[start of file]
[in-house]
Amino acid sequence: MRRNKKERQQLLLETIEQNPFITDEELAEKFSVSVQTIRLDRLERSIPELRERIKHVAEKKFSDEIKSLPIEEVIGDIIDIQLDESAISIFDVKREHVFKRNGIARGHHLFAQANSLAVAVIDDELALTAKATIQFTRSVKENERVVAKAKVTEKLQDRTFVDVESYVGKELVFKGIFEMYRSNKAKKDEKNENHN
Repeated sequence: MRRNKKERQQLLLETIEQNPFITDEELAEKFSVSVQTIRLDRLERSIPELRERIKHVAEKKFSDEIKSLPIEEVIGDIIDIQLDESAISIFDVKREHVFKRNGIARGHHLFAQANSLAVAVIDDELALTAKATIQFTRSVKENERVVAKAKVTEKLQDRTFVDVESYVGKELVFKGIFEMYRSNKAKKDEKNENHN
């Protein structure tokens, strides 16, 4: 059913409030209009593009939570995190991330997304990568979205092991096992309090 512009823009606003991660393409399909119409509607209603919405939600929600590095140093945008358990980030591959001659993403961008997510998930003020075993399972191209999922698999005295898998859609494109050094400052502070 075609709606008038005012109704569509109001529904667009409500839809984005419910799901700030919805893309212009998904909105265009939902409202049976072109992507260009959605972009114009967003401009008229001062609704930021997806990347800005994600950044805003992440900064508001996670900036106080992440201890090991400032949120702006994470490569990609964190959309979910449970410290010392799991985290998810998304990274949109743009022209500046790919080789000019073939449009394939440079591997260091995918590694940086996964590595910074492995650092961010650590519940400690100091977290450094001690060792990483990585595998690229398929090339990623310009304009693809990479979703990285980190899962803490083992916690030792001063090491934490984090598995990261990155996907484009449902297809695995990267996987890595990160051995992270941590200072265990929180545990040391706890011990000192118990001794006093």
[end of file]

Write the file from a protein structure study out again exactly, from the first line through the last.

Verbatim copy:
[in-house]
Amino acid sequence: MRRNKKERQQLLLETIEQNPFITDEELAEKFSVSVQTIRLDRLERSIPELRERIKHVAEKKFSDEIKSLPIEEVIGDIIDIQLDESAISIFDVKREHVFKRNGIARGHHLFAQANSLAVAVIDDELALTAKATIQFTRSVKENERVVAKAKVTEKLQDRTFVDVESYVGKELVFKGIFEMYRSNKAKKDEKNENHN
Repeated sequence: MRRNKKERQQLLLETIEQNPFITDEELAEKFSVSVQTIRLDRLERSIPELRERIKHVAEKKFSDEIKSLPIEEVIGDIIDIQLDESAISIFDVKREHVFKRNGIARGHHLFAQANSLAVAVIDDELALTAKATIQFTRSVKENERVVAKAKVTEKLQDRTFVDVESYVGKELVFKGIFEMYRSNKAKKDEKNENHN
């Protein structure tokens, strides 16, 4: 059913409030209009593009939570995190991330997304990568979205092991096992309090 512009823009606003991660393409399909119409509607209603919405939600929600590095140093945008358990980030591959001659993403961008997510998930003020075993399972191209999922698999005295898998859609494109050094400052502070 075609709606008038005012109704569509109001529904667009409500839809984005419910799901700030919805893309212009998904909105265009939902409202049976072109992507260009959605972009114009967003401009008229001062609704930021997806990347800005994600950044805003992440900064508001996670900036106080992440201890090991400032949120702006994470490569990609964190959309979910449970410290010392799991985290998810998304990274949109743009022209500046790919080789000019073939449009394939440079591997260091995918590694940086996964590595910074492995650092961010650590519940400690100091977290450094001690060792990483990585595998690229398929090339990623310009304009693809990479979703990285980190899962803490083992916690030792001063090491934490984090598995990261990155996907484009449902297809695995990267996987890595990160051995992270941590200072265990929180545990040391706890011990000192118990001794006093």